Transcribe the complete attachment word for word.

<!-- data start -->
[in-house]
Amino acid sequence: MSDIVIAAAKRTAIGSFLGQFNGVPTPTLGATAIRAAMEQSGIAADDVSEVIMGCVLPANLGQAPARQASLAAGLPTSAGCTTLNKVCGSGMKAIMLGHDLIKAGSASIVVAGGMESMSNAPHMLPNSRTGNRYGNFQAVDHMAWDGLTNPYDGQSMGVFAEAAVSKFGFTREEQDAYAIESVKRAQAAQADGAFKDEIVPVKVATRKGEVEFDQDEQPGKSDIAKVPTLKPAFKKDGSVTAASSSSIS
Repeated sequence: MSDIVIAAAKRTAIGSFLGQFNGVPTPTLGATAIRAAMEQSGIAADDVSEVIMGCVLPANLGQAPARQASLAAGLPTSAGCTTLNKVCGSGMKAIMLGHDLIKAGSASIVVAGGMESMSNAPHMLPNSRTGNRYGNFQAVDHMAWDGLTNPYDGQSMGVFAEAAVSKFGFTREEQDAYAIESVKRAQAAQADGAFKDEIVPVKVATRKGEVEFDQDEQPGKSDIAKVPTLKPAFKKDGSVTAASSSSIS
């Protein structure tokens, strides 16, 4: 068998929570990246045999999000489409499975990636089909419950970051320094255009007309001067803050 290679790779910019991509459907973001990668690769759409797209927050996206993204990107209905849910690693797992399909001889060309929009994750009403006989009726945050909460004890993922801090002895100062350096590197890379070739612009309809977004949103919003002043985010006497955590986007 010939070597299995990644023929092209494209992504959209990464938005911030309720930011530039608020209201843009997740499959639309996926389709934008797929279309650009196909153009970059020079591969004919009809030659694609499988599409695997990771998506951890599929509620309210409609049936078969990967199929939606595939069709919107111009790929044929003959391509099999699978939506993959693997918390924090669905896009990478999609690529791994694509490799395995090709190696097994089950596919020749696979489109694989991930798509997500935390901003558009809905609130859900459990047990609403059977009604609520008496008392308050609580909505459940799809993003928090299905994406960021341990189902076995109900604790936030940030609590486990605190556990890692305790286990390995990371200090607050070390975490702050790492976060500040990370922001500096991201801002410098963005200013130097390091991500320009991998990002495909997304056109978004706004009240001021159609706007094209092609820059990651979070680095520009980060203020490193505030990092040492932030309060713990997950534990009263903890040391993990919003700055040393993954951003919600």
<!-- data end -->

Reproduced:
[in-house]
Amino acid sequence: MSDIVIAAAKRTAIGSFLGQFNGVPTPTLGATAIRAAMEQSGIAADDVSEVIMGCVLPANLGQAPARQASLAAGLPTSAGCTTLNKVCGSGMKAIMLGHDLIKAGSASIVVAGGMESMSNAPHMLPNSRTGNRYGNFQAVDHMAWDGLTNPYDGQSMGVFAEAAVSKFGFTREEQDAYAIESVKRAQAAQADGAFKDEIVPVKVATRKGEVEFDQDEQPGKSDIAKVPTLKPAFKKDGSVTAASSSSIS
Repeated sequence: MSDIVIAAAKRTAIGSFLGQFNGVPTPTLGATAIRAAMEQSGIAADDVSEVIMGCVLPANLGQAPARQASLAAGLPTSAGCTTLNKVCGSGMKAIMLGHDLIKAGSASIVVAGGMESMSNAPHMLPNSRTGNRYGNFQAVDHMAWDGLTNPYDGQSMGVFAEAAVSKFGFTREEQDAYAIESVKRAQAAQADGAFKDEIVPVKVATRKGEVEFDQDEQPGKSDIAKVPTLKPAFKKDGSVTAASSSSIS
């Protein structure tokens, strides 16, 4: 068998929570990246045999999000489409499975990636089909419950970051320094255009007309001067803050 290679790779910019991509459907973001990668690769759409797209927050996206993204990107209905849910690693797992399909001889060309929009994750009403006989009726945050909460004890993922801090002895100062350096590197890379070739612009309809977004949103919003002043985010006497955590986007 010939070597299995990644023929092209494209992504959209990464938005911030309720930011530039608020209201843009997740499959639309996926389709934008797929279309650009196909153009970059020079591969004919009809030659694609499988599409695997990771998506951890599929509620309210409609049936078969990967199929939606595939069709919107111009790929044929003959391509099999699978939506993959693997918390924090669905896009990478999609690529791994694509490799395995090709190696097994089950596919020749696979489109694989991930798509997500935390901003558009809905609130859900459990047990609403059977009604609520008496008392308050609580909505459940799809993003928090299905994406960021341990189902076995109900604790936030940030609590486990605190556990890692305790286990390995990371200090607050070390975490702050790492976060500040990370922001500096991201801002410098963005200013130097390091991500320009991998990002495909997304056109978004706004009240001021159609706007094209092609820059990651979070680095520009980060203020490193505030990092040492932030309060713990997950534990009263903890040391993990919003700055040393993954951003919600």